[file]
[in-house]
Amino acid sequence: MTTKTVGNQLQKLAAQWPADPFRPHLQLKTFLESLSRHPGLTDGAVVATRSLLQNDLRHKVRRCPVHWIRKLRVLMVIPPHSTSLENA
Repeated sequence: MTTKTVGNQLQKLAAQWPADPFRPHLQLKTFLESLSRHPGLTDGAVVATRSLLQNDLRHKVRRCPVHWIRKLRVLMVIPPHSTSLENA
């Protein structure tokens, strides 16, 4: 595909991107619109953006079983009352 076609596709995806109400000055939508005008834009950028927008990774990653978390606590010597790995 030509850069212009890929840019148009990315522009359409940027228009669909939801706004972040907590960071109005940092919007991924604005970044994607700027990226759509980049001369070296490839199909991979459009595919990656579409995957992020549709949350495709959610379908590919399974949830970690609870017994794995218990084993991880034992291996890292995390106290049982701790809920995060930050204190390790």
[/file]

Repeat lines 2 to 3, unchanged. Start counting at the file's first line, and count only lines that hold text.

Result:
Amino acid sequence: MTTKTVGNQLQKLAAQWPADPFRPHLQLKTFLESLSRHPGLTDGAVVATRSLLQNDLRHKVRRCPVHWIRKLRVLMVIPPHSTSLENA
Repeated sequence: MTTKTVGNQLQKLAAQWPADPFRPHLQLKTFLESLSRHPGLTDGAVVATRSLLQNDLRHKVRRCPVHWIRKLRVLMVIPPHSTSLENA